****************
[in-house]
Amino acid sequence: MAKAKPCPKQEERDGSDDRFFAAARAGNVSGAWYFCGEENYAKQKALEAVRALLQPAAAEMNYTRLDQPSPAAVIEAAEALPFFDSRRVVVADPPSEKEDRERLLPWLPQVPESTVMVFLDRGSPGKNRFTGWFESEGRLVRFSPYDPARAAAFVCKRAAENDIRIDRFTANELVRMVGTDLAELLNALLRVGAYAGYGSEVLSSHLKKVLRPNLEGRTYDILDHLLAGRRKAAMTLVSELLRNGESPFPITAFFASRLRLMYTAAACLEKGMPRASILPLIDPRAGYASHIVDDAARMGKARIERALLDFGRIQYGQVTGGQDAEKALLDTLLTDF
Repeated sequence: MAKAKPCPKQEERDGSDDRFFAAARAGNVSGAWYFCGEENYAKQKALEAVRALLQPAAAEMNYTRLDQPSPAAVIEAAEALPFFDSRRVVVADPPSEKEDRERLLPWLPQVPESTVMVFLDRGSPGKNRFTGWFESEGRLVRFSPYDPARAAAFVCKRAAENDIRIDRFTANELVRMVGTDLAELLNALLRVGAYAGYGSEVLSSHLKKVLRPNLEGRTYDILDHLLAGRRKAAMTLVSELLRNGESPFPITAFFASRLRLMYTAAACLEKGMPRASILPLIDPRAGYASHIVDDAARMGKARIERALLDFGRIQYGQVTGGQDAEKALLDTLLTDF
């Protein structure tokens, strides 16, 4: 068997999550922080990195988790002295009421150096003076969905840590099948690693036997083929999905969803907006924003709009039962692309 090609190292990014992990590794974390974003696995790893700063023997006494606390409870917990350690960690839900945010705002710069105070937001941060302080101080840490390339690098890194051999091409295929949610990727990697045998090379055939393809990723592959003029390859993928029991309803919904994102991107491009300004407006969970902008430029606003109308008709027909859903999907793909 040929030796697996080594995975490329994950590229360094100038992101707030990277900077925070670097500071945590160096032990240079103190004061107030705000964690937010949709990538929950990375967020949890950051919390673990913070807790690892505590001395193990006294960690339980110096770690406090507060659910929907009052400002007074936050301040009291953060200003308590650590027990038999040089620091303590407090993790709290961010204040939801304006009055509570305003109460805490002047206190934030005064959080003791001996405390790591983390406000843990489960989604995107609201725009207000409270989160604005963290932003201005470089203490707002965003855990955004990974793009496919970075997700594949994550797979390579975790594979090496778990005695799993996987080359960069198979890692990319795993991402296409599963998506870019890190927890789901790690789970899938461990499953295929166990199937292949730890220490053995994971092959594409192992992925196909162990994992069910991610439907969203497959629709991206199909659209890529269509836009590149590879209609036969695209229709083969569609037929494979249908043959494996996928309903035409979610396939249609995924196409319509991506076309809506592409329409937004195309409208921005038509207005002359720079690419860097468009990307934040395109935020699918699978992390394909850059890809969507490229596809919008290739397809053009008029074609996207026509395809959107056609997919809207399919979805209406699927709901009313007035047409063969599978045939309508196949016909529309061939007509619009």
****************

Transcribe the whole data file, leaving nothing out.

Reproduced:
[in-house]
Amino acid sequence: MAKAKPCPKQEERDGSDDRFFAAARAGNVSGAWYFCGEENYAKQKALEAVRALLQPAAAEMNYTRLDQPSPAAVIEAAEALPFFDSRRVVVADPPSEKEDRERLLPWLPQVPESTVMVFLDRGSPGKNRFTGWFESEGRLVRFSPYDPARAAAFVCKRAAENDIRIDRFTANELVRMVGTDLAELLNALLRVGAYAGYGSEVLSSHLKKVLRPNLEGRTYDILDHLLAGRRKAAMTLVSELLRNGESPFPITAFFASRLRLMYTAAACLEKGMPRASILPLIDPRAGYASHIVDDAARMGKARIERALLDFGRIQYGQVTGGQDAEKALLDTLLTDF
Repeated sequence: MAKAKPCPKQEERDGSDDRFFAAARAGNVSGAWYFCGEENYAKQKALEAVRALLQPAAAEMNYTRLDQPSPAAVIEAAEALPFFDSRRVVVADPPSEKEDRERLLPWLPQVPESTVMVFLDRGSPGKNRFTGWFESEGRLVRFSPYDPARAAAFVCKRAAENDIRIDRFTANELVRMVGTDLAELLNALLRVGAYAGYGSEVLSSHLKKVLRPNLEGRTYDILDHLLAGRRKAAMTLVSELLRNGESPFPITAFFASRLRLMYTAAACLEKGMPRASILPLIDPRAGYASHIVDDAARMGKARIERALLDFGRIQYGQVTGGQDAEKALLDTLLTDF
């Protein structure tokens, strides 16, 4: 068997999550922080990195988790002295009421150096003076969905840590099948690693036997083929999905969803907006924003709009039962692309 090609190292990014992990590794974390974003696995790893700063023997006494606390409870917990350690960690839900945010705002710069105070937001941060302080101080840490390339690098890194051999091409295929949610990727990697045998090379055939393809990723592959003029390859993928029991309803919904994102991107491009300004407006969970902008430029606003109308008709027909859903999907793909 040929030796697996080594995975490329994950590229360094100038992101707030990277900077925070670097500071945590160096032990240079103190004061107030705000964690937010949709990538929950990375967020949890950051919390673990913070807790690892505590001395193990006294960690339980110096770690406090507060659910929907009052400002007074936050301040009291953060200003308590650590027990038999040089620091303590407090993790709290961010204040939801304006009055509570305003109460805490002047206190934030005064959080003791001996405390790591983390406000843990489960989604995107609201725009207000409270989160604005963290932003201005470089203490707002965003855990955004990974793009496919970075997700594949994550797979390579975790594979090496778990005695799993996987080359960069198979890692990319795993991402296409599963998506870019890190927890789901790690789970899938461990499953295929166990199937292949730890220490053995994971092959594409192992992925196909162990994992069910991610439907969203497959629709991206199909659209890529269509836009590149590879209609036969695209229709083969569609037929494979249908043959494996996928309903035409979610396939249609995924196409319509991506076309809506592409329409937004195309409208921005038509207005002359720079690419860097468009990307934040395109935020699918699978992390394909850059890809969507490229596809919008290739397809053009008029074609996207026509395809959107056609997919809207399919979805209406699927709901009313007035047409063969599978045939309508196949016909529309061939007509619009």